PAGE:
Here is my question and dilemma. My father had been diagnosed as stage IV in December of 2009 with 2 mets in the lung, larger one about 30 mm, and a small thoracic spot. He is now 75 years old. Before we started therapy, we consulted with 2 doctors. One of them said that since my father is quite healthy and strong and the disease seems to be slow progressing, we should start with ipi first and give it a try for longer term benefits. The other one suggested to start with MEK inhibitor, because my father was BRAF positive. They did not have PLX4032 available in the trials at that time. The doctor said that ipi has a low response rate and we still have time to try it, if we fail MEK inhibitor which is directly targeting the tumors. My father started the MEK inhibitor trial around April 2010 and did very well on it until February 2011 with tolerable side effects, a lot of energy and up to 30% shrinkage in lung tumors. In January 2011, he found a bump getting larger in the groin area and on February 4th, we found out that he has four small lesions in the brain. He was taken off MEK. He started corticosteroids and had SRS for the lesions in the brain. The plan was to start ipi as soon as steroids were discontinued. In the meantime, we also tried PLX4032 which did not help much as at least 10 subcutaneous lesions and other smaller lesions are visible in the CT involving pancreas, small bowel, stomach etc. This was from the May 16 scan. The doctor prescribed Yervoy, however, the FDA approval worked against us. We have been waiting for approval and have been denied and appealed in the last six weeks. If ipi was still in compassionate use, we could have accessed it 6 weeks ago. The oncologist said that he never thought the FDA approval would actually cause such an access problem and felt really bad that we could not have access to it in a timely manner. In the meantime my father lost more weight. Since February, he lost about 25 lbs. His energy levels are down and he moves very slowly. I forgot to mention, that his follow up MRI showed one brain lesion smaller, the other 3 larger and 6 more smaller lesions for a total of 10. The radiation oncologist said the 6 new lesions were probably microscopic in the first MRI. So, my father had WBR the first two weeks in June to get rid of any other mircroscopic melanoma and shrink others. The plan was to get Yervoy at the same time, which did not happen. Now, his doctor wants to give him carbo/taxol as a bridge therapy until Yervoy becomes available. I told him that we have an opportunity to have access to ipi in compassionate use in Europe and asked him, if we should go that route. Even though he originally wanted to start my father on ipi/Yervoy after PLX4032, now he says that my father is deteriorating fast and he wants to stop the tumor growth and hope for shrinkage. He said that it takes a long time for Yervoy to work (months) and we may get a faster result with chemo (weeks). He also added that Yervoy works best when the patient is at his strongest, which does not apply to my father anymore.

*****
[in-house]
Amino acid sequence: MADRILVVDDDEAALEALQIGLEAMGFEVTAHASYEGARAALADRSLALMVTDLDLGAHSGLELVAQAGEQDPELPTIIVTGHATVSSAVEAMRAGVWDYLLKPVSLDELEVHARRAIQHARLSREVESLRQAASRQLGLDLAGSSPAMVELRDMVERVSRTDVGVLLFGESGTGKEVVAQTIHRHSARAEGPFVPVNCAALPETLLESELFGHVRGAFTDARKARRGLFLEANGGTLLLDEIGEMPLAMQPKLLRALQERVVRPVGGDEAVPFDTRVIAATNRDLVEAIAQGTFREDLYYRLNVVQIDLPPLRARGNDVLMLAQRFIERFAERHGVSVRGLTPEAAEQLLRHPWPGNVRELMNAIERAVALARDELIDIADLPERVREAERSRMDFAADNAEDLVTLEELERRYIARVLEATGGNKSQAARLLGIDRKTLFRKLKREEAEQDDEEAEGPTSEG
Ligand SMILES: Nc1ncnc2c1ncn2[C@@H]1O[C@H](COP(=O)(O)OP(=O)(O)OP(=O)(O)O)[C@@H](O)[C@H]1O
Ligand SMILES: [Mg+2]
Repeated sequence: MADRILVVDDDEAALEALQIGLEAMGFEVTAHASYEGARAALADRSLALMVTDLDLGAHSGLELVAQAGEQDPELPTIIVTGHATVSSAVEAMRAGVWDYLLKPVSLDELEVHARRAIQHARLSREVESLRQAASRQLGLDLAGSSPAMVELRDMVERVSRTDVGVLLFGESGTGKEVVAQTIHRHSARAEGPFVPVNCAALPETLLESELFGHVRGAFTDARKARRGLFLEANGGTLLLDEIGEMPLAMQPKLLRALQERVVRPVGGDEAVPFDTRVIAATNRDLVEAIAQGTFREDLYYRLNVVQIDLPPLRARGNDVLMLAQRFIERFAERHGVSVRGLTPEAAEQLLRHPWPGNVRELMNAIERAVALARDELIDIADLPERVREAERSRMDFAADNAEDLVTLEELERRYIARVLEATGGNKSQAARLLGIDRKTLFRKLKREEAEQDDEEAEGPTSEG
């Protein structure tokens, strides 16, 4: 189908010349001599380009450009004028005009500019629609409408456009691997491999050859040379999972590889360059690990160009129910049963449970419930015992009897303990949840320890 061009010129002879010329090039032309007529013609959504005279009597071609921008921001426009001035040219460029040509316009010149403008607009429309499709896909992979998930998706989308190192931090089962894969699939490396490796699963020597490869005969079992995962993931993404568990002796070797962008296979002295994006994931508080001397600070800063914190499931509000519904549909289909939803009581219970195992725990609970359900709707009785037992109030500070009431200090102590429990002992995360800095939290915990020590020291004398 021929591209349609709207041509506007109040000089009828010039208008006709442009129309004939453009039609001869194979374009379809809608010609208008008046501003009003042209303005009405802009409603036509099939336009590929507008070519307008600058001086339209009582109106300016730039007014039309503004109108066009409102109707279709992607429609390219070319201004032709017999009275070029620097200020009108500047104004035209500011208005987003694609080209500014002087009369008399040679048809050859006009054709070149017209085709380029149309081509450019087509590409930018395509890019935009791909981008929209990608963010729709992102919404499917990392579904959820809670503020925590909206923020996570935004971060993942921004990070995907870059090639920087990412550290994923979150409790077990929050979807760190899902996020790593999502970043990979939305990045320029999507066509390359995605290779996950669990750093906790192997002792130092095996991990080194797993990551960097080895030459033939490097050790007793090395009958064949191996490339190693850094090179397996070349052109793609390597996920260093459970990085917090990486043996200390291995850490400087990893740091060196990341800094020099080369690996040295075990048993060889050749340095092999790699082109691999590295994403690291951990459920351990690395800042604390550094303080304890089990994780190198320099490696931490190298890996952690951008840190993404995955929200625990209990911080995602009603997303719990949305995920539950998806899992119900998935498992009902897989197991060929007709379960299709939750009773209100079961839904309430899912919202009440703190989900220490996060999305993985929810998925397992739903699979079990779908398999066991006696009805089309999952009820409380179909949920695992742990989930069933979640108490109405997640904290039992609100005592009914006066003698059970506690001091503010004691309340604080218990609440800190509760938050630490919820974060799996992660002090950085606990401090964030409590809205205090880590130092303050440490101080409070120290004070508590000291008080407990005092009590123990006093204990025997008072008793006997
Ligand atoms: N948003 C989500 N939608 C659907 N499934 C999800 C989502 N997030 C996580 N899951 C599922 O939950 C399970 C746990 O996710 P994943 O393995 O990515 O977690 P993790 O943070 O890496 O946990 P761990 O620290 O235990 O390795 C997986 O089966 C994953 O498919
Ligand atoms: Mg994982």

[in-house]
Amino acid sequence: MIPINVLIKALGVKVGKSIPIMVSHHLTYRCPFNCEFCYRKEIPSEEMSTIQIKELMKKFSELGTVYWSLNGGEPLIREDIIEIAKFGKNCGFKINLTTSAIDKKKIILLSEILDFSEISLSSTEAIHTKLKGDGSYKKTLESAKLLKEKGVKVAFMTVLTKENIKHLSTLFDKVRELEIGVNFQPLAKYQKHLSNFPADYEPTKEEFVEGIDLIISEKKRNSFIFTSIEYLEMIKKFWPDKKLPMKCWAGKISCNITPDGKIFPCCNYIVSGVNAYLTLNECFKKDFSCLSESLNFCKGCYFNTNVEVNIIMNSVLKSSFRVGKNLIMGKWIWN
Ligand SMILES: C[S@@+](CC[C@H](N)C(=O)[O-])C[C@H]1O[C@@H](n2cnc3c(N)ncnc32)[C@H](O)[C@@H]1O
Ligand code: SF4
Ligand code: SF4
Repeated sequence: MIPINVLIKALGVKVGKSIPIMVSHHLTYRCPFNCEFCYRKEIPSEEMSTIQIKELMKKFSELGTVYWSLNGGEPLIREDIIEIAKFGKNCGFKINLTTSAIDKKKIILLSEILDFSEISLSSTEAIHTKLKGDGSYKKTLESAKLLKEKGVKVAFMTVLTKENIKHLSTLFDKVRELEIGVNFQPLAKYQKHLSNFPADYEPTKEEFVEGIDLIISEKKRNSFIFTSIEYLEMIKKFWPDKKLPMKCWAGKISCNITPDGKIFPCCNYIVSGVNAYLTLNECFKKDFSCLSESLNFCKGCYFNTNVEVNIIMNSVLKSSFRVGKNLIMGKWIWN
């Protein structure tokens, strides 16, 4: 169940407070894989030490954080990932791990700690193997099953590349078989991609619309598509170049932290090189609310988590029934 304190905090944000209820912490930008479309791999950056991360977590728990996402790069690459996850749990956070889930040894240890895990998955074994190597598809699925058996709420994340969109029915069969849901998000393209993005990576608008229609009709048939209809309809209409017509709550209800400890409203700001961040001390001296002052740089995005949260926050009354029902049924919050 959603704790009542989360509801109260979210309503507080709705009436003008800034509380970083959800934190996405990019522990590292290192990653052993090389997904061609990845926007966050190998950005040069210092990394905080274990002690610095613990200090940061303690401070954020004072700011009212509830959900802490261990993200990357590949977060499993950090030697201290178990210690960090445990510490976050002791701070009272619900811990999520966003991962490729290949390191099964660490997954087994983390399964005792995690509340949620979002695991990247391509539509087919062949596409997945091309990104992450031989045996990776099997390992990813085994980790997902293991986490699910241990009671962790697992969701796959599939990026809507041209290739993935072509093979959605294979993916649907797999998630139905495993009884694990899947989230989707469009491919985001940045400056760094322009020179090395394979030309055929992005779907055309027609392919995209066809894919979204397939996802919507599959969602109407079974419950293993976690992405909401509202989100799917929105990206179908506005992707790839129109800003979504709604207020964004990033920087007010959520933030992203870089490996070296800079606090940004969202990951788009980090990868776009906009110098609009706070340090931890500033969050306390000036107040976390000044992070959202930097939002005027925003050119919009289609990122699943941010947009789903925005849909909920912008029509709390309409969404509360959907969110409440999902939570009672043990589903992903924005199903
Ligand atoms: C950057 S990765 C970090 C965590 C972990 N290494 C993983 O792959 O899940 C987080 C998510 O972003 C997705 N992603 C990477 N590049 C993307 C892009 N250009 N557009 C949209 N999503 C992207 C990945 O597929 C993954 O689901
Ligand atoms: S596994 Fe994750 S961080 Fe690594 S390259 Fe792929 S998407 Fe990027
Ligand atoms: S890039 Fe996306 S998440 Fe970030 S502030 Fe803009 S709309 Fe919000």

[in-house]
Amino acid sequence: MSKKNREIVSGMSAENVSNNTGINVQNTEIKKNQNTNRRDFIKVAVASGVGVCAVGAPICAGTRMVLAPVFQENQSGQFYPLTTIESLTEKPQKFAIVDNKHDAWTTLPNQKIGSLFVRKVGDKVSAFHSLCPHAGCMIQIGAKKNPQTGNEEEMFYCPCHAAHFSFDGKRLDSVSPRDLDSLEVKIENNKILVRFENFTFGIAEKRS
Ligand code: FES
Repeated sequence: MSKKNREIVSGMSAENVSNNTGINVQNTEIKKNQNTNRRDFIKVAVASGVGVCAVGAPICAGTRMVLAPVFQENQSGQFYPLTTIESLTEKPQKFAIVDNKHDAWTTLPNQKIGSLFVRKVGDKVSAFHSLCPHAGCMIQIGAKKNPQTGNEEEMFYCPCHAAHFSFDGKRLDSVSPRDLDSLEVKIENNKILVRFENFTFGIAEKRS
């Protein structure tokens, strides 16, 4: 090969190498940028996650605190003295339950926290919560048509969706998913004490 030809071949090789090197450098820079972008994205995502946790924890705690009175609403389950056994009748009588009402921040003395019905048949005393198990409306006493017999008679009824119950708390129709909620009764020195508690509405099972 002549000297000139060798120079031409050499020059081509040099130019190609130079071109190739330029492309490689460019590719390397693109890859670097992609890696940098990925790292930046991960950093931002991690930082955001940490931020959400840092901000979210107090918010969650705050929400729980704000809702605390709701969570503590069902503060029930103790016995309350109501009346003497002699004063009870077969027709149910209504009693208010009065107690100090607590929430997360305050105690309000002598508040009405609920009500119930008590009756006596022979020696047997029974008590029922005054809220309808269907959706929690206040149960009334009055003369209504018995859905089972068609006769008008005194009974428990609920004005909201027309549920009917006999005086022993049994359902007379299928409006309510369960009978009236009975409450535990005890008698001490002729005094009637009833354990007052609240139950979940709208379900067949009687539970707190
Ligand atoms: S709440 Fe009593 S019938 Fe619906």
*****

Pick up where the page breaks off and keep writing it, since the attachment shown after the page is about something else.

My questions are:

1) Should we start carbo/taxol combo? Does anybody have experience with it? I am concerned that chemo may suppress my father's immune system further, but I also heard that sometimes chemo or even the flu may wake up the immune system? Any thoughts?

2) Should we start Yervoy or is it too risky considering the long wait and my father's condition?

3)Are there any other suggestions?